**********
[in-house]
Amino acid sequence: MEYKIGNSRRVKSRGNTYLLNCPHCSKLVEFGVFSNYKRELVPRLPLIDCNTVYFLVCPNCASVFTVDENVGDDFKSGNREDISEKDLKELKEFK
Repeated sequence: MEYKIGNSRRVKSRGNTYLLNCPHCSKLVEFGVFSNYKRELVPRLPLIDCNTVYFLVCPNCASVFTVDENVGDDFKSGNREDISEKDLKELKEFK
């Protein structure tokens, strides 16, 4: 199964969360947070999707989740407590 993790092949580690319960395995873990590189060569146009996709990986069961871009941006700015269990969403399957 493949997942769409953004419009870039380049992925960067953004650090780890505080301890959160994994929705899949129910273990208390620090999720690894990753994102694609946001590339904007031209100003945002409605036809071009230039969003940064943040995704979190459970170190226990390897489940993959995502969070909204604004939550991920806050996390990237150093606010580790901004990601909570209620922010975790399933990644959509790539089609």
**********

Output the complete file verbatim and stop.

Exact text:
[in-house]
Amino acid sequence: MEYKIGNSRRVKSRGNTYLLNCPHCSKLVEFGVFSNYKRELVPRLPLIDCNTVYFLVCPNCASVFTVDENVGDDFKSGNREDISEKDLKELKEFK
Repeated sequence: MEYKIGNSRRVKSRGNTYLLNCPHCSKLVEFGVFSNYKRELVPRLPLIDCNTVYFLVCPNCASVFTVDENVGDDFKSGNREDISEKDLKELKEFK
């Protein structure tokens, strides 16, 4: 199964969360947070999707989740407590 993790092949580690319960395995873990590189060569146009996709990986069961871009941006700015269990969403399957 493949997942769409953004419009870039380049992925960067953004650090780890505080301890959160994994929705899949129910273990208390620090999720690894990753994102694609946001590339904007031209100003945002409605036809071009230039969003940064943040995704979190459970170190226990390897489940993959995502969070909204604004939550991920806050996390990237150093606010580790901004990601909570209620922010975790399933990644959509790539089609």